Airline contractor workers say they were required to speak English or nothing at all
A year ago, workers for a Delta Airlines contractor at LAX said they were given a strict order: Speak English or don’t speak at all.
The employees for Gate Gourmet, which provides janitorial services to Delta Airlines at LAX, are plaintiffs in a lawsuit filed Thursday by the Mexican American Legal Defense and Educational Fund claiming harassment by management if workers did not abide by the “English only” language policy.
One worker, Maria Martinez, received a written warning two months ago about her continued use of Spanish, said Martha Gomez, staff attorney with MALDEF. She said there isn’t a need for workers to speak English, as they don’t interact with customers.
Last May, according to the lawsuit, management implemented the language restriction, which prevented workers from speaking Spanish during the swing shift -- from 2 to 11 p.m. While Gate Gourmet hasn’t clearly communicated consequences of breaking the policy, workers are “constantly under threat and scrutiny,” Gomez said.
Gate Gourmet did not impose any language restrictions on its morning or night shift employees, according to the lawsuit.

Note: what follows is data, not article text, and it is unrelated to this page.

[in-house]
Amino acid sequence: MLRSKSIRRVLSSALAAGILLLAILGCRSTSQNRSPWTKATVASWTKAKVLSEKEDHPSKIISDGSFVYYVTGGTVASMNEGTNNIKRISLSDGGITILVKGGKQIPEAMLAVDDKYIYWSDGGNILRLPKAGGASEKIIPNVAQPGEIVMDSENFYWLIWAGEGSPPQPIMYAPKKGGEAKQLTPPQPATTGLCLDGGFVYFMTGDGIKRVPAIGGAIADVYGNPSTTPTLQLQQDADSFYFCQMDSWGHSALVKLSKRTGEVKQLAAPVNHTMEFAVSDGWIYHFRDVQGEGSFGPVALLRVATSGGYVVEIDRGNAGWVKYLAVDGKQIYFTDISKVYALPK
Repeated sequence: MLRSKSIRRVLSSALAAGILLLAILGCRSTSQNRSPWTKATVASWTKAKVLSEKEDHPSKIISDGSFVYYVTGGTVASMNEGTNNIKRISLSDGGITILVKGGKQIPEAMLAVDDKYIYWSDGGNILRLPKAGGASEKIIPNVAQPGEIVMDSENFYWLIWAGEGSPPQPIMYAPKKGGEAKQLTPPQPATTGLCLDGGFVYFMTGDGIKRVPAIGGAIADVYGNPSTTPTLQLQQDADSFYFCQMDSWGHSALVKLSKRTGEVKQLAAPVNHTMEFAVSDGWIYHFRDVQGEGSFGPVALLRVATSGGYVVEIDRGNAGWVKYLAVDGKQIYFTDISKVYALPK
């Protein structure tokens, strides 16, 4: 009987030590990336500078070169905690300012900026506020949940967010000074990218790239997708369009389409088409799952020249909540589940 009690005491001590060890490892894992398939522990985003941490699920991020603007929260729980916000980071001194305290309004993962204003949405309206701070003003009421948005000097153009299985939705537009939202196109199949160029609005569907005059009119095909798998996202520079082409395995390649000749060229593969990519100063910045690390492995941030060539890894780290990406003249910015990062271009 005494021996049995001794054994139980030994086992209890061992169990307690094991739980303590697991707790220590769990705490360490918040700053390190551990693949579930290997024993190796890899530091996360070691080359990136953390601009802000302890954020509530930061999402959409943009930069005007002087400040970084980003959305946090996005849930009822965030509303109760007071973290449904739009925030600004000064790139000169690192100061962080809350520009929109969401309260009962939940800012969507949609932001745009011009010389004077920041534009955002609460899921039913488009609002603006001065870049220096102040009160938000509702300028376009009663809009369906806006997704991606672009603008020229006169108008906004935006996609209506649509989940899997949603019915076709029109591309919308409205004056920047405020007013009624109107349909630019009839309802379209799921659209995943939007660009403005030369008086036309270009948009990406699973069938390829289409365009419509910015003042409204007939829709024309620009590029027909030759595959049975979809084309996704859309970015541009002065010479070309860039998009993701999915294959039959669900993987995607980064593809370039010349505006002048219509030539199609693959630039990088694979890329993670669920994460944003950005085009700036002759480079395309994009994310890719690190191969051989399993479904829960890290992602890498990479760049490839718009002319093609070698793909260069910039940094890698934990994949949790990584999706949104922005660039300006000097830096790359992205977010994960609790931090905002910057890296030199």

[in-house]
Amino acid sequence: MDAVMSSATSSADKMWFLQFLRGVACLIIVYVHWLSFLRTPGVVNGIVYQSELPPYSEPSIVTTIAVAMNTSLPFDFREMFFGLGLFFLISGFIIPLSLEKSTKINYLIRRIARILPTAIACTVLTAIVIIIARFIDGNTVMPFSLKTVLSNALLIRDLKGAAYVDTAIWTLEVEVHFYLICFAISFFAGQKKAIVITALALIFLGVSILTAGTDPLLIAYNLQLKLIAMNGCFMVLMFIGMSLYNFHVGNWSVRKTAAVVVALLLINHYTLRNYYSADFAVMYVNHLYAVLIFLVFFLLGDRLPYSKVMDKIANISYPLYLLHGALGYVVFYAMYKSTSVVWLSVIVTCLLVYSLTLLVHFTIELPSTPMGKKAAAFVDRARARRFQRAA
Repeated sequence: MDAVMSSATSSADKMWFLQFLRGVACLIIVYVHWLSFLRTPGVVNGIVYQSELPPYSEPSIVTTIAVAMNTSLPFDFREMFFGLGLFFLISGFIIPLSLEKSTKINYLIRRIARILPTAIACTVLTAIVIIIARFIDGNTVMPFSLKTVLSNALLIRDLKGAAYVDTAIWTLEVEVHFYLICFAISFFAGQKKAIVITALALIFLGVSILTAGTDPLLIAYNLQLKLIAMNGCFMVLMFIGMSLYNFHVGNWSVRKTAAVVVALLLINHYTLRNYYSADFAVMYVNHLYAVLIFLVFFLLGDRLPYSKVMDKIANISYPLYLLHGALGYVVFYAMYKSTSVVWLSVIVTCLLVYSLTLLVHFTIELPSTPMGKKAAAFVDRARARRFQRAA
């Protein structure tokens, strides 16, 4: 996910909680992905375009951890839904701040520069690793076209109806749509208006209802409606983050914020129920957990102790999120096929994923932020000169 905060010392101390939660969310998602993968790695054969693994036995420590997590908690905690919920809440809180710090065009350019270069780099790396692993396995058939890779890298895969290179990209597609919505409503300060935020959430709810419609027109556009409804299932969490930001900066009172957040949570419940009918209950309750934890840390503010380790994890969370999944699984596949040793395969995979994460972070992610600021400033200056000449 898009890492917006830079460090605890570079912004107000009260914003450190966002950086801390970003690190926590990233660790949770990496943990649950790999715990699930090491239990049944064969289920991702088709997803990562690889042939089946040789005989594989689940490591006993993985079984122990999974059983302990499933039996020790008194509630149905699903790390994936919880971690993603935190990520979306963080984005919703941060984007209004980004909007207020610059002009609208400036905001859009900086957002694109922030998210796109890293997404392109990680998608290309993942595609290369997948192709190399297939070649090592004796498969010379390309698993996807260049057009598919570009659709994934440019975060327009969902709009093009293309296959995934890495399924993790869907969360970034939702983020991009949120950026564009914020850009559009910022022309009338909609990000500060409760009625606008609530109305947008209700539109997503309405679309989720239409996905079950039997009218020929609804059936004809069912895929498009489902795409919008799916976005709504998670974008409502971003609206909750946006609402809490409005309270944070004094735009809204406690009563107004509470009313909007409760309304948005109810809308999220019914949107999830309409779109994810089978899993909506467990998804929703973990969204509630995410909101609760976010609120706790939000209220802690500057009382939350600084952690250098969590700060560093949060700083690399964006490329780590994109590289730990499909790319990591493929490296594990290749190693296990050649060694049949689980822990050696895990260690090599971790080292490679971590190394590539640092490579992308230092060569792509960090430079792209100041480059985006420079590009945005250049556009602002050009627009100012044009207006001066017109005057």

When an airplane comes in, workers restock pillows, take out the trash, clean the kitchen and make sure everything is clean before moving on to another airplane.
Most of the 14 workers in the lawsuit have been cleaning airplanes for about 10 years, and using Spanish with no problem, Gomez added.
While declining to comment on the lawsuit, Gate Gourmet in a statement denied that it required its employees to speak only English.
“Gate Gourmet does not have an English-only rule. We onboard, train, and communicate with our diverse workforce in multiple languages, and certainly in both English and Spanish in Los Angeles,” the company’s statement read. “We ensure that our people receive the information they need, including all policies and procedures, in either English or Spanish. Gate Gourmet takes pride in our diverse workplace and in our ability to integrate non-English speakers into our workforce.”
According to the lawsuit, bilingual employees are prohibited from speaking in Spanish to employees who speak only Spanish. The suit’s plaintiffs all speak Spanish as their native language and most either don’t speak English or have limited proficiency in English, according to the complaint.
The suit seeks damages on claims of unlawful workplace language policy, national origin discrimination, harassment, failure to prevent discrimination and unfair and unlawful business practices.
Get breaking news, investigations, analysis and more signature journalism from the Los Angeles Times in your inbox.
You may occasionally receive promotional content from the Los Angeles Times.